Medicating fish

Discussion in 'Freshwater Fish Disease' started by Jaysee, Dec 5, 2012.

  1. Jaysee

    JayseeFishlore LegendMember

    I was watching a documentary the other day on fish management. They wanted to be able to track the stocked fish they introduced, so in order to differentiate them from the native population they marked the fish. They went into a high salinity salt bath until they turn belly up, then they are removed and washed off, then placed into another container that contained a special dye. They explained how the salt water dehydrates the fish, that way when the fish is placed into the bucket with the dye, it absorbs the water, and the dye. The dye stains the bones of the fish, that way they can be identified with a light.

    SO, why wouldn't this principle work with medications? Give the fish a salt bath before administering the medication. Of course this would be geared towards a more serious problem - not something that's caught early. I suppose there would be a risk of an overdose due to the possible increased uptake. But, if your fish is in such dire straights that you are considering this, that's a risk you'd probably be willing to take.

    Thoughts?
     
  2. backflipfronflipWell Known MemberMember

    An interesting take on that method. I would be nervous trialing the technique though.
     
  3. CichlidnutFishlore VIPMember

    Did they talk about the mortality rate of marking the fish?
     




  4. OP
    OP
    Jaysee

    JayseeFishlore LegendMember

    Yes, they said almost all of them survive. Wouldn't make much sense to do something that killed the fish that they were trying to track....
     
  5. CichlidnutFishlore VIPMember

    Well, I'd like to know exactly how they did it. Doesn't seem to be all that unreasonable to me though.
     




  6. OP
    OP
    Jaysee

    JayseeFishlore LegendMember

    How they did what?
     
  7. CichlidnutFishlore VIPMember

    I want to know the specific gravity of the solution they used and the duration they kept the fish in there. Also, what kind of salt did they use?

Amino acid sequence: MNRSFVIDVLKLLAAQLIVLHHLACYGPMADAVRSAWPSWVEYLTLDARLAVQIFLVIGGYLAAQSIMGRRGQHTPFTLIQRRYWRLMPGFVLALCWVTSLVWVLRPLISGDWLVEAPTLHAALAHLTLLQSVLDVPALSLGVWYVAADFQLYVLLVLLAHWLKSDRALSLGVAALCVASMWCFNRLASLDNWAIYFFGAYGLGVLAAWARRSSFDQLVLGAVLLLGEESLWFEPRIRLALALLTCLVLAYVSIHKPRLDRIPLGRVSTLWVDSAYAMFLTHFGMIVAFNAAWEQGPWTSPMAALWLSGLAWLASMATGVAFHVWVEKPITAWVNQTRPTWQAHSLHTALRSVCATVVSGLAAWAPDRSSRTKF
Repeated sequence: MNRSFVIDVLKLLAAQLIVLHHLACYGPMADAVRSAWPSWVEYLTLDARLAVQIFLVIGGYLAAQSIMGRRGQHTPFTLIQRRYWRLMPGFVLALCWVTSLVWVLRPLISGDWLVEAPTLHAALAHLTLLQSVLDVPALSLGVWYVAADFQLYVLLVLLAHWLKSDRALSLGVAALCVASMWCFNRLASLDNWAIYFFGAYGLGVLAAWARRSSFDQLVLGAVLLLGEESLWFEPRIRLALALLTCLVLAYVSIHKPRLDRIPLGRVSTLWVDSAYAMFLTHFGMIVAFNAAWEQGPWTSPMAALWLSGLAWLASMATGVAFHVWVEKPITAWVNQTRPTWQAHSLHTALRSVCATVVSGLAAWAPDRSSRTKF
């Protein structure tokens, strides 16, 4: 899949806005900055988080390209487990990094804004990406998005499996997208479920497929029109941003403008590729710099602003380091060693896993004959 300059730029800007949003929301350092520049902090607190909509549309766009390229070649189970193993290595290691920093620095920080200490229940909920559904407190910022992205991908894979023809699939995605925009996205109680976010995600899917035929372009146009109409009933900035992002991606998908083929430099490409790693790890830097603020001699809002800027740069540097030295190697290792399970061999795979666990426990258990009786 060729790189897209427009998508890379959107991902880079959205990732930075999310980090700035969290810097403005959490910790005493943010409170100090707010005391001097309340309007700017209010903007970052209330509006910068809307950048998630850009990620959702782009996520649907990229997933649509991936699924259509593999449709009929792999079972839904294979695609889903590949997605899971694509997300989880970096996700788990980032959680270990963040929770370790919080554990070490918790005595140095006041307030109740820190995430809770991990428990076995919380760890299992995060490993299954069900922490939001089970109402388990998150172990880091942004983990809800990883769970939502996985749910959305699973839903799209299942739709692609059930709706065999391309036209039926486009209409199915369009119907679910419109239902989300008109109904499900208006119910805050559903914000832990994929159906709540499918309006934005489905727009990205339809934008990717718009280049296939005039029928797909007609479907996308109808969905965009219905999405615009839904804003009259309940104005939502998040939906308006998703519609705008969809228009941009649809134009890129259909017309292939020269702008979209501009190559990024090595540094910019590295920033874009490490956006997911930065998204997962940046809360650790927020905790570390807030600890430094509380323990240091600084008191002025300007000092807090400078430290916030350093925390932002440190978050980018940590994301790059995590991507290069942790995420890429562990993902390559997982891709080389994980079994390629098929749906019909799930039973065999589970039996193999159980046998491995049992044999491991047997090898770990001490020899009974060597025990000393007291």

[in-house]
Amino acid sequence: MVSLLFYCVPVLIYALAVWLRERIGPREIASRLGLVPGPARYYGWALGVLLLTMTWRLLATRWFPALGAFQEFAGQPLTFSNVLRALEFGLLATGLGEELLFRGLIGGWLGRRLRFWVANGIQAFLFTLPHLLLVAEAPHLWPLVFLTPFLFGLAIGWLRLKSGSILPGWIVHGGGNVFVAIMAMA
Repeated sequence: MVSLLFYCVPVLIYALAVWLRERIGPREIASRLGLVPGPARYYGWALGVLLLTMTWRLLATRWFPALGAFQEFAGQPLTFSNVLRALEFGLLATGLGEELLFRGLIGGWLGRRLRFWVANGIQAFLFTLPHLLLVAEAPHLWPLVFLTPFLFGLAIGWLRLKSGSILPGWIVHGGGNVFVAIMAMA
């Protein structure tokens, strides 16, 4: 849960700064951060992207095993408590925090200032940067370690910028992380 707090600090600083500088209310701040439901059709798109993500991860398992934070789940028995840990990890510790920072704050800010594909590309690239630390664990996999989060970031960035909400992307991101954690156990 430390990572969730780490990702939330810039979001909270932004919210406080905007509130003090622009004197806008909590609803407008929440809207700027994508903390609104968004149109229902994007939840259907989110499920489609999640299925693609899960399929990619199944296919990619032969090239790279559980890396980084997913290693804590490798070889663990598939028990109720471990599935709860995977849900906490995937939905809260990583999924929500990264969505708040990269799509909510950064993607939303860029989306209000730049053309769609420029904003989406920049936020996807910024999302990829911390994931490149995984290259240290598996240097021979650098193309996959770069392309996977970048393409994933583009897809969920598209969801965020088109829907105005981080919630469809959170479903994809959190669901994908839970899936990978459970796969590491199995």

8. chevyguy8893Well Known MemberMember

    That is an interesting use of the fish's osmoregulation. I do believe it would aid in the uptake of medications in the fish. If I remember correctly it has been found that adding aquarium salt for freshwater fish does help the effectiveness of the medication, this may be why.

    So, pretty much the same as the dye, if a freshwater fish is put in a saltwater bath, or dip, using aquarium salt the cells would be purged of water and pull in more salt till the fish goes belly up. Then, moving that fish back into its normal freshwater environment purges the salt from the bath and pulls in the surrounding water that would have the medication. As a last resort it would probably be helpful, but the amount of stress caused may just make things worse. Since this would cause the slime coat to be stripped I would think dosing prime or something similar would help with that.

    The only time this really wouldn't make a difference if it was a bacteria or parasite that has a resistance to the medication. It is pretty neat how quick bacteria can build up a resistance if a treatment doesn't kill them all off (not good in an aquarium or elsewhere, but in a lab setting it is neat :)).
     
  9. OP
    OP
    Jaysee

    JayseeFishlore LegendMember

    There was no mention of the salinity other than "high". The fish were noticeably affected immediately. I'm not sure how long the salt bath was for, but the fish looked like they were pushed to the brink. I'm reaching, but I think the whole process may have only taken 10-15 minutes, so maybe 5 minutes in the salt?
     
  10. CichlidnutFishlore VIPMember

    I'd want specifics before I would try it. You can do it and log your experience. :)